Echo and The Bunnymen and The Teardrop Explodes were undoubtedly cut from the same cloth but the Bunnymen were harder. Julian Cope appeared to have the kind of shaky self-belief that posh kids seem to have because they know their parents can bail them out of trouble if they need to. He always seemed to be trying just a little bit too hard to convince everyone that he could mix it with the big boys – the Liverpool lads. Ian McCulloch was a Liverpool lad.
The first time I played “Heaven Up Here” I put side two on by mistake and was immediately struck by the power of Pete de Freitas’ drumming on the title track, driving the song along like a thunder roll. That was followed by the pretty strange “The Disease” before the thunderous drums kicked in again on “All My Colours”. McCulloch’s voice growls, soars and swoops with a swaggering strength throughout the album, but never more so than on “A Promise”. And “Zimbo” became the word I would sing over and over again as I put the finishing touches to my art exhibition in my last few days at college.
My first teaching post at Laughton Junior and Infant School in Rotherham started before I officially left college but I wasn’t going to miss out on the general mayhem at the end of college life. I had a couple of weeks bombing around everywhere in mum and dad’s VW Caravette – over to Laughton for work at 8.30 a.m. then, two or three times a week, straight from there up to Ripon for a party or a Short Supply gig or just a general get together in someone’s room. I would then drive back in the wee-small hours of the morning and grab a couple of hours sleep before doing it all again. I still had my room in Owen House, so would drive up on a Friday and stay over for the weekend before driving home late on Sunday night, ready for work on the Monday. A cassette tape of “Heaven Up a Here” played very loudly and the window wound down were often the only things that kept me from falling asleep at the wheel! I loved every minute of it: grown up working man in the day time, rowdy student at night!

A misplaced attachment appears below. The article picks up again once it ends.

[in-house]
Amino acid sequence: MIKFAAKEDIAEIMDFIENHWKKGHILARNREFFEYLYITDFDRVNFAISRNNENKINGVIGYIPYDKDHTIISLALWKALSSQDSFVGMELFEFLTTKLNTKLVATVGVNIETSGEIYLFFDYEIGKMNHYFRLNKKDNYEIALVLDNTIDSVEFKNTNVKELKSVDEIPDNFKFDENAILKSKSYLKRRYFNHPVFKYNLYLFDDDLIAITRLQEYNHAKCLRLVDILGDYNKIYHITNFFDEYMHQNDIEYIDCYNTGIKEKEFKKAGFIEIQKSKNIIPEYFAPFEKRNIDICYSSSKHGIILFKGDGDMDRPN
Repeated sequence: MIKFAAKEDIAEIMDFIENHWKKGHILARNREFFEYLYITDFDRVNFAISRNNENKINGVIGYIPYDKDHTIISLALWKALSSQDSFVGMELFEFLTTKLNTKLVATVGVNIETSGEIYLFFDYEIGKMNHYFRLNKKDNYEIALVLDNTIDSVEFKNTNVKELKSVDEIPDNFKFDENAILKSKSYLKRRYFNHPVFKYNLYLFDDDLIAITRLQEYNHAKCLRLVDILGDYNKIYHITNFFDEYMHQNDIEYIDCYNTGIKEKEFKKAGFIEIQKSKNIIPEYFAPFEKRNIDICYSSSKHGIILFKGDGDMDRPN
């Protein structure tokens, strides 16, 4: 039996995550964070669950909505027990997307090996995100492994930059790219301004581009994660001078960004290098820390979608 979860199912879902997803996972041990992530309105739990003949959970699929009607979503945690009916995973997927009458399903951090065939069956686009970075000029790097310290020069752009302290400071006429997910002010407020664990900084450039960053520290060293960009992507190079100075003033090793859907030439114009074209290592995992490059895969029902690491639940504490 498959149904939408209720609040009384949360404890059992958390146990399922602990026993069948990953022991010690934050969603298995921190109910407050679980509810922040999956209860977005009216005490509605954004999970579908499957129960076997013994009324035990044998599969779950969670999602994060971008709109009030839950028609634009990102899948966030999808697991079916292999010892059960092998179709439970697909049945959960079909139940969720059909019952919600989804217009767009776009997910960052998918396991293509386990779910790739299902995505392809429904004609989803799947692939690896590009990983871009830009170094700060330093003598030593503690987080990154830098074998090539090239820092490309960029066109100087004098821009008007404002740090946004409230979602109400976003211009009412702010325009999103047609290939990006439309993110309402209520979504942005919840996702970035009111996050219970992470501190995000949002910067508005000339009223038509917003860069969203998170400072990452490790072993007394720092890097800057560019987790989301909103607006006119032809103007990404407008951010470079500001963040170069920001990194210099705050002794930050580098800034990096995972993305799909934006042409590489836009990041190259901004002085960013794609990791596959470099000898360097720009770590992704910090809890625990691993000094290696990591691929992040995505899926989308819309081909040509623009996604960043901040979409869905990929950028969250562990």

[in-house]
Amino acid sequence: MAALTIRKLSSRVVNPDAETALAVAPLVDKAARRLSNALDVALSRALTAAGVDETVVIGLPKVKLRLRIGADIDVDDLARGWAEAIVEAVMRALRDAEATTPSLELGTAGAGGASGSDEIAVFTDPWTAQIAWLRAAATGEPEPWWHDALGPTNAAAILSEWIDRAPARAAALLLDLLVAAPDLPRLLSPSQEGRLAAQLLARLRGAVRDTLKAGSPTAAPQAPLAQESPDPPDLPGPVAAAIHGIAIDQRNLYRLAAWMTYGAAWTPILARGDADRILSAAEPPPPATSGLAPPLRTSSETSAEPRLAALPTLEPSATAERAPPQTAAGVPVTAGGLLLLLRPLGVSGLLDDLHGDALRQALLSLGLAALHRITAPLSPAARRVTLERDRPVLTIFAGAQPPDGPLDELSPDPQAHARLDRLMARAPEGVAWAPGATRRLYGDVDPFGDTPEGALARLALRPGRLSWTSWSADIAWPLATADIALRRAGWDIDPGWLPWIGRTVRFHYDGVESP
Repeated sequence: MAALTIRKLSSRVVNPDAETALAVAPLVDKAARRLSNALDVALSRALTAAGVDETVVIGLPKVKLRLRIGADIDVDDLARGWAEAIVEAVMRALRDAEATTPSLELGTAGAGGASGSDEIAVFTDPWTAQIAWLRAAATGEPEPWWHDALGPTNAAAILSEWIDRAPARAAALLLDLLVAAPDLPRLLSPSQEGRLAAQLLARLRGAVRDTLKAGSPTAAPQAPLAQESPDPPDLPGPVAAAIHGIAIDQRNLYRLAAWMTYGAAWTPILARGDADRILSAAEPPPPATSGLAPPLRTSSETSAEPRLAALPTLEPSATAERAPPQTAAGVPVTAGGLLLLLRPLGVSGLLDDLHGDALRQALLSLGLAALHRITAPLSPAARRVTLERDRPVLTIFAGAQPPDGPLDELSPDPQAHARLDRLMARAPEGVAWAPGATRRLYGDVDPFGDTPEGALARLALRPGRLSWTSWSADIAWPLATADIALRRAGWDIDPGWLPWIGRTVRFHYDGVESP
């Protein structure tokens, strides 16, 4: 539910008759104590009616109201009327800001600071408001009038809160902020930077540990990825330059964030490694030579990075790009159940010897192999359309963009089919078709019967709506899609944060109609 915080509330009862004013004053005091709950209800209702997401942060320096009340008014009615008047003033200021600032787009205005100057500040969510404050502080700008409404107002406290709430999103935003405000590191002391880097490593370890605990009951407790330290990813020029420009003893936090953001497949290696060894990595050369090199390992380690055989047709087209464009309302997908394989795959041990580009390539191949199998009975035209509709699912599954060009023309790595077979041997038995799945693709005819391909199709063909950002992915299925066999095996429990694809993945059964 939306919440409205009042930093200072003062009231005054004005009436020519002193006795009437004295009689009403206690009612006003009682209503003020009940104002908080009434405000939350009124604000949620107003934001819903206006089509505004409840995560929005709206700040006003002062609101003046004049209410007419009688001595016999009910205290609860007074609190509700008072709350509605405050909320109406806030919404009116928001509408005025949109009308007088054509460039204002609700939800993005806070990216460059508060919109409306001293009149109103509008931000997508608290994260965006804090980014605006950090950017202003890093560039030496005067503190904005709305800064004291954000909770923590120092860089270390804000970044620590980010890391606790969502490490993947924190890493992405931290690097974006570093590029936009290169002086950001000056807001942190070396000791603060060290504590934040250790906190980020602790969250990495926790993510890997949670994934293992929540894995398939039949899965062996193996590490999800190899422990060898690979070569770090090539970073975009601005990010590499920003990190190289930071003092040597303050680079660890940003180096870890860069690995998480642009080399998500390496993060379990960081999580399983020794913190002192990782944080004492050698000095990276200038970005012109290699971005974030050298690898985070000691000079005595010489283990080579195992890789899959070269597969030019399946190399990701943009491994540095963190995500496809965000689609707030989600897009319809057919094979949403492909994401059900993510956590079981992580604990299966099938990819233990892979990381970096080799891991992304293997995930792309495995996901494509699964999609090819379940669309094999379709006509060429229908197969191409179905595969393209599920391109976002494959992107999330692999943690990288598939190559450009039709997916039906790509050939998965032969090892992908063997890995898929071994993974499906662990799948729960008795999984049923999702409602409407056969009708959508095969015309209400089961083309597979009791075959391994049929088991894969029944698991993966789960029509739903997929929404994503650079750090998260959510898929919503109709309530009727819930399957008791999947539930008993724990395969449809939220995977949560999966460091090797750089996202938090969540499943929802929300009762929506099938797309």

Then it was time to leave for the last time. Dad came and helped me pack everything into the van and in his car and that was it, back to Sheffield. Four years of basically care-free, fun filled growing up was finished. I guess it could have been sad but, as mum always said, I didn’t have time to be depressed, I had a job to do and another four weeks before I could have a holiday. The week after college finished, I went to Filey for a week on a school residential visit to Habershon House, somewhere I’ve been almost every single year since. I’d hated every teaching practice I’d ever done at college but somehow just naturally fell into the rhythm of school life, feeling immediately at home and comfortable in my role. Whilst I was at Laughton, I heard about a permanent post coming up at Thorpe Hesley Junior School, again in Rotherham. The head teacher at my current place asked if I was interested, made a phone call and fixed up a time for me to go and visit. Within a couple of days, with no formal interviews, I was lined up for my second teaching job to start in September.
Real life, with a vengeance! Zimbo!